We are officially one week away from the start of the new 2. Bundesliga season.
Yes, you read that correctly.
The German second division kicks off its 2019-20 season on Friday July 26. The opening match features last season’s 16th and 17th place Bundesliga squads, when Hannover face Stuttgart at the Mercedes-Benz Arena.
Unlike the Bundesliga, in which each season features typically the same clubs at or near the top of the table, the 2. Bundesliga isn’t always as predictable.
Sometimes the heavyweights do dominate. Reigning champions Koln fit that description last season, as did Hannover and Stuttgart respectively in 2016-17, each returning to the top flight after relegation the previous season. In fact, 7 out of the last 10 seasons have seen a freshly relegated Bundesliga club finish in the Top 3.
Other times however, a smaller club will put together a fantastic season and surprise observers by making a push for promotion. Ingolstadt stunned everybody in 2014-15 by winning the league after finishing 9th the previous year, and last season Union Berlin fought their way to 3rd, and eventually the Bundesliga, after finishing 8th in 2017-18.
Even more startling results are possible, with newly promoted 3 Liga clubs smashing their way into the promotion fight in their first season in the second division. Paderborn pulled it off last season, as did Darmstadt in the aforementioned 2014-15 season. The chances of newly promoted sides being involved in the promotion fight can never be completely discounted.
So what’s most likely to happen this season? To do this, let’s look at the clubs that will take part in the 2. Bundesliga in 2019-20.
There are 4 second division clubs that we can describe as heavyweights: the aforementioned Hannover and Stuttgart, along with last year’s Bundesliga bottom club Nurnberg, and finally, Hamburg, once the Bundesliga’s longest continuously tenured club.
These are arguably the four clubs with the best chances of finishing in the top 3 and getting into the 2020-21 Bundesliga. Typically, recently relegated clubs are still able to keep a solid of number their players from the top flight, and they also have the financial clout leftover from their stay in the top flight to reinforce and make a quick run back at the Bundesliga.
Sometimes it pans out, like for Koln last season. Other times it doesn’t.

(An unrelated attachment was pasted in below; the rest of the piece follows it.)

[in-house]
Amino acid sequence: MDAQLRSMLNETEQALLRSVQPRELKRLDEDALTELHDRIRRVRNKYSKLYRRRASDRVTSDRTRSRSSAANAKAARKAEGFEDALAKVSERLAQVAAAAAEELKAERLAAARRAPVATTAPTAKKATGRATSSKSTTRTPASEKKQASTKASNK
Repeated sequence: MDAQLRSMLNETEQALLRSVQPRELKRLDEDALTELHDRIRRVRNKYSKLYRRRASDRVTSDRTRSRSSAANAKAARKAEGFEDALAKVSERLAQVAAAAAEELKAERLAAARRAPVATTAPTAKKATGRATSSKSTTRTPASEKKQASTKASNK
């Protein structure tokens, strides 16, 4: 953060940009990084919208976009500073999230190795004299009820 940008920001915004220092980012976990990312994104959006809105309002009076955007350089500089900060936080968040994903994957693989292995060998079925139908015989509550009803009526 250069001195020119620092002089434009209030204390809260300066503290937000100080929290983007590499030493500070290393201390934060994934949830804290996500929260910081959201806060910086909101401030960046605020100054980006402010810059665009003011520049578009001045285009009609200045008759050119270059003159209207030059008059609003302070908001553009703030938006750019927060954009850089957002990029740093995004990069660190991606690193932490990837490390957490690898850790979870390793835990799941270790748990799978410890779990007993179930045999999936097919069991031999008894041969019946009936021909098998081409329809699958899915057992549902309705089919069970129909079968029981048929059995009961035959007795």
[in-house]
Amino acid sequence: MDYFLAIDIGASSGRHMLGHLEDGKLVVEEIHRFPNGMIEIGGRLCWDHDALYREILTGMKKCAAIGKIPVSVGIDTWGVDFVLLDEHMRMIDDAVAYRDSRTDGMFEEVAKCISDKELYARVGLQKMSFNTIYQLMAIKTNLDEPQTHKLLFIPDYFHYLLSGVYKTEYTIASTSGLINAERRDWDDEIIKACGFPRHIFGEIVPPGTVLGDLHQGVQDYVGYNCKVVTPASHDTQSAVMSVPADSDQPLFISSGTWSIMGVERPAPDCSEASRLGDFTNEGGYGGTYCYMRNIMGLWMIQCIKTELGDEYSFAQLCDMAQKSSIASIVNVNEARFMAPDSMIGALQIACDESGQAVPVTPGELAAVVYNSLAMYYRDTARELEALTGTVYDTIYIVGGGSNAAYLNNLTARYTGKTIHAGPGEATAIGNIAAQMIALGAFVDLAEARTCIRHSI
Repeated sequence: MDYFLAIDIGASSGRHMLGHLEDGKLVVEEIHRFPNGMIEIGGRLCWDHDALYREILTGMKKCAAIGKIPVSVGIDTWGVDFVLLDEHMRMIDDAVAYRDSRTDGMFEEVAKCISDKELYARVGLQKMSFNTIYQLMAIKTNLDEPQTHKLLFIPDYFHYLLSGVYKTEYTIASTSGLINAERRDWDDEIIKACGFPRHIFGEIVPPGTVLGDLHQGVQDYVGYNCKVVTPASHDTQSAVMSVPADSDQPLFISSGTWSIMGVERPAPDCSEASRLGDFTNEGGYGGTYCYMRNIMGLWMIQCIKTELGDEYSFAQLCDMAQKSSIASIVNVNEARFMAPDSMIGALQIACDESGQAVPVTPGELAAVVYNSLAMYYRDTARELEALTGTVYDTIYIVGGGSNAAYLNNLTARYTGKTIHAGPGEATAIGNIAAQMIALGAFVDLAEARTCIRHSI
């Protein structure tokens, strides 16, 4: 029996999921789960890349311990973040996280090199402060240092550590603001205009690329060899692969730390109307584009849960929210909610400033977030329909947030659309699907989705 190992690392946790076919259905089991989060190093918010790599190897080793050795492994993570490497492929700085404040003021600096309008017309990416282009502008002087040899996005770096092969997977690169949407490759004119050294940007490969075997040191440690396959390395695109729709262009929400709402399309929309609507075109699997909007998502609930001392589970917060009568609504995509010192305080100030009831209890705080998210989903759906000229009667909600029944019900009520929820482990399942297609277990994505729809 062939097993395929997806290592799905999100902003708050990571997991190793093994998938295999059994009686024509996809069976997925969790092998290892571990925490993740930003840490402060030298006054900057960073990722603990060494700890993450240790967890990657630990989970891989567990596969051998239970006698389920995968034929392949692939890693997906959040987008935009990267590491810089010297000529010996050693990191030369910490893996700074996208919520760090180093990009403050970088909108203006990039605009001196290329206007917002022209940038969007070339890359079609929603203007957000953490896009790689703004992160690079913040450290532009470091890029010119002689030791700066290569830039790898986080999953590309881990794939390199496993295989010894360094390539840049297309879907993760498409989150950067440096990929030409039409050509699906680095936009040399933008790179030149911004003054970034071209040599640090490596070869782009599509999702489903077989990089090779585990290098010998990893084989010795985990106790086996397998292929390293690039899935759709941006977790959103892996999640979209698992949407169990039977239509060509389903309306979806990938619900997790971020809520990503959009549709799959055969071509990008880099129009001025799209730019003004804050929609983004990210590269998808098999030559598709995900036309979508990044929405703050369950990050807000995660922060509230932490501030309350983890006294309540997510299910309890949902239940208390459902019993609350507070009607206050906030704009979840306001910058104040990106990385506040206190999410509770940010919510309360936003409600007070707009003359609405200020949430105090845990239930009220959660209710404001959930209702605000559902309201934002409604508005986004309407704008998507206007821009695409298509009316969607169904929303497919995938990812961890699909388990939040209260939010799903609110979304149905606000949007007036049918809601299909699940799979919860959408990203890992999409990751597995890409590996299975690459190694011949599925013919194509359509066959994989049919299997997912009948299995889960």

Of the 3 clubs relegated to the second division after last season, Stuttgart seems to be in the best position to challenge for promotion back to the Bundesliga.
The squad still features some solid Bundesliga players, including Daniel Didavi, Mario Gomez, and Gonzalo Castro. Still, the club has shed some of its aging veterans, such as Dennis Aogo and former captain Christian Gentner, and also sold some of its younger players like Benjamin Pavard and Ozan Kabak for nice fees. In their stead, Stuttgart has brought in players such as defender Pascal Stenzel from Freiburg, and midfielder Philipp Klement, who was a big part of Paderborn’s promotion campaign last season.
Helmed by former Bayern Munich II coach Tim Walter, Stuttgart looks to have the players to make a quick return to the top flight.
In contrast to Stuttgart, fellow relegation clubs Hannover and Nurnberg haven’t been as active in the transfer market up to this point. Given that the two clubs were easily the worst in the Bundesliga last season, by quite a distance, one would think that they’d need to significantly reinforce their squad in order to make an effective push for promotion, but so far that hasn’t happened.
That leaves us with HSV. After failing to secure promotion last season with arguably one of the division’s best squads, Der Dino, like Stuttgart, really needed to inject some fresh blood into not only their squad, but also their management, to stem what has been a sad spiral down into the second division for one of Germany’s most revered clubs.
Hamburg has brought in some new young players this summer, but it remains to be seen if they can tap into their potential and bring Der Dino back to the top flight. New manager Dieter Hecking will face high expectations from management and supporters, however. Despite a sour end to his tenure at Monchengladbach, and questions regarding his ability to manage a top side continuing to dog him, Hecking is an upgrade over previous manager Hannes Wolf.